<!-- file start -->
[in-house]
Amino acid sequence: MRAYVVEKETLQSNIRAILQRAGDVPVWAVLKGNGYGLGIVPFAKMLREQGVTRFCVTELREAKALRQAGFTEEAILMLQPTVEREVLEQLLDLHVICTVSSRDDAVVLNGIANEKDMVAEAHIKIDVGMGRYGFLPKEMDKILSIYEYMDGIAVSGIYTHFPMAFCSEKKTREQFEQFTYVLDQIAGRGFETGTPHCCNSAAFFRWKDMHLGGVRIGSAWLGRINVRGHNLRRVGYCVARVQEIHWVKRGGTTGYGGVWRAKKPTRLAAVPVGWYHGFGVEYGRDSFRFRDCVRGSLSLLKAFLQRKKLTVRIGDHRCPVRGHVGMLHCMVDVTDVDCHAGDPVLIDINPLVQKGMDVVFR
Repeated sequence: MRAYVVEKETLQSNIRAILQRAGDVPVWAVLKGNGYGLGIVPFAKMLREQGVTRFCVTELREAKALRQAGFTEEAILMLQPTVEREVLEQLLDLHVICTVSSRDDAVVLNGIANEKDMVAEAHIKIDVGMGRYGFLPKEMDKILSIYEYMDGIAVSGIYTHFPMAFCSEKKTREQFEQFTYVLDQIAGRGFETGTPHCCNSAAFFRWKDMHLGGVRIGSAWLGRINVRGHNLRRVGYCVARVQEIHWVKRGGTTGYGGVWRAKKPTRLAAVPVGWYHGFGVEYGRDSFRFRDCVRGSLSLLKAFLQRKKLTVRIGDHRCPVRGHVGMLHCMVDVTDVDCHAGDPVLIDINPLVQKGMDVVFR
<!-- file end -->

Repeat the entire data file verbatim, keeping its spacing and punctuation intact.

[in-house]
Amino acid sequence: MRAYVVEKETLQSNIRAILQRAGDVPVWAVLKGNGYGLGIVPFAKMLREQGVTRFCVTELREAKALRQAGFTEEAILMLQPTVEREVLEQLLDLHVICTVSSRDDAVVLNGIANEKDMVAEAHIKIDVGMGRYGFLPKEMDKILSIYEYMDGIAVSGIYTHFPMAFCSEKKTREQFEQFTYVLDQIAGRGFETGTPHCCNSAAFFRWKDMHLGGVRIGSAWLGRINVRGHNLRRVGYCVARVQEIHWVKRGGTTGYGGVWRAKKPTRLAAVPVGWYHGFGVEYGRDSFRFRDCVRGSLSLLKAFLQRKKLTVRIGDHRCPVRGHVGMLHCMVDVTDVDCHAGDPVLIDINPLVQKGMDVVFR
Repeated sequence: MRAYVVEKETLQSNIRAILQRAGDVPVWAVLKGNGYGLGIVPFAKMLREQGVTRFCVTELREAKALRQAGFTEEAILMLQPTVEREVLEQLLDLHVICTVSSRDDAVVLNGIANEKDMVAEAHIKIDVGMGRYGFLPKEMDKILSIYEYMDGIAVSGIYTHFPMAFCSEKKTREQFEQFTYVLDQIAGRGFETGTPHCCNSAAFFRWKDMHLGGVRIGSAWLGRINVRGHNLRRVGYCVARVQEIHWVKRGGTTGYGGVWRAKKPTRLAAVPVGWYHGFGVEYGRDSFRFRDCVRGSLSLLKAFLQRKKLTVRIGDHRCPVRGHVGMLHCMVDVTDVDCHAGDPVLIDINPLVQKGMDVVFR